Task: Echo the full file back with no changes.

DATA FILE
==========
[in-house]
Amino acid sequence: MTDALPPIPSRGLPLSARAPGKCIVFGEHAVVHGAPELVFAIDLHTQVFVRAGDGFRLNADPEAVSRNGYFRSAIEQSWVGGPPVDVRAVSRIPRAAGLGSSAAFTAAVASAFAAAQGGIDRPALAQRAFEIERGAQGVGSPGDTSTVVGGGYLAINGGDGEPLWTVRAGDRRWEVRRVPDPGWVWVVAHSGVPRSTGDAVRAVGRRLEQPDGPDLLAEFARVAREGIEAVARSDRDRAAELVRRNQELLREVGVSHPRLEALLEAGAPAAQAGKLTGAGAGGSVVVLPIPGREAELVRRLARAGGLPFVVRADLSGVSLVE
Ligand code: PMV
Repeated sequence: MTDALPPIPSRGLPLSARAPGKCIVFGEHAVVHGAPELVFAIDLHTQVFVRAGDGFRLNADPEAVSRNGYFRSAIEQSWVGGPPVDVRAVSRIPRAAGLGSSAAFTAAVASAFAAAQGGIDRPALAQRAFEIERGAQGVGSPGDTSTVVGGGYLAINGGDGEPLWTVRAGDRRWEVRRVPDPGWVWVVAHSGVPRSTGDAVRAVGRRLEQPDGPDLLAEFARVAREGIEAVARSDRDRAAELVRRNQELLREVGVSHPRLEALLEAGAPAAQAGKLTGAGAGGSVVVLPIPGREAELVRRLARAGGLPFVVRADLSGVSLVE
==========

[in-house]
Amino acid sequence: MTDALPPIPSRGLPLSARAPGKCIVFGEHAVVHGAPELVFAIDLHTQVFVRAGDGFRLNADPEAVSRNGYFRSAIEQSWVGGPPVDVRAVSRIPRAAGLGSSAAFTAAVASAFAAAQGGIDRPALAQRAFEIERGAQGVGSPGDTSTVVGGGYLAINGGDGEPLWTVRAGDRRWEVRRVPDPGWVWVVAHSGVPRSTGDAVRAVGRRLEQPDGPDLLAEFARVAREGIEAVARSDRDRAAELVRRNQELLREVGVSHPRLEALLEAGAPAAQAGKLTGAGAGGSVVVLPIPGREAELVRRLARAGGLPFVVRADLSGVSLVE
Ligand code: PMV
Repeated sequence: MTDALPPIPSRGLPLSARAPGKCIVFGEHAVVHGAPELVFAIDLHTQVFVRAGDGFRLNADPEAVSRNGYFRSAIEQSWVGGPPVDVRAVSRIPRAAGLGSSAAFTAAVASAFAAAQGGIDRPALAQRAFEIERGAQGVGSPGDTSTVVGGGYLAINGGDGEPLWTVRAGDRRWEVRRVPDPGWVWVVAHSGVPRSTGDAVRAVGRRLEQPDGPDLLAEFARVAREGIEAVARSDRDRAAELVRRNQELLREVGVSHPRLEALLEAGAPAAQAGKLTGAGAGGSVVVLPIPGREAELVRRLARAGGLPFVVRADLSGVSLVE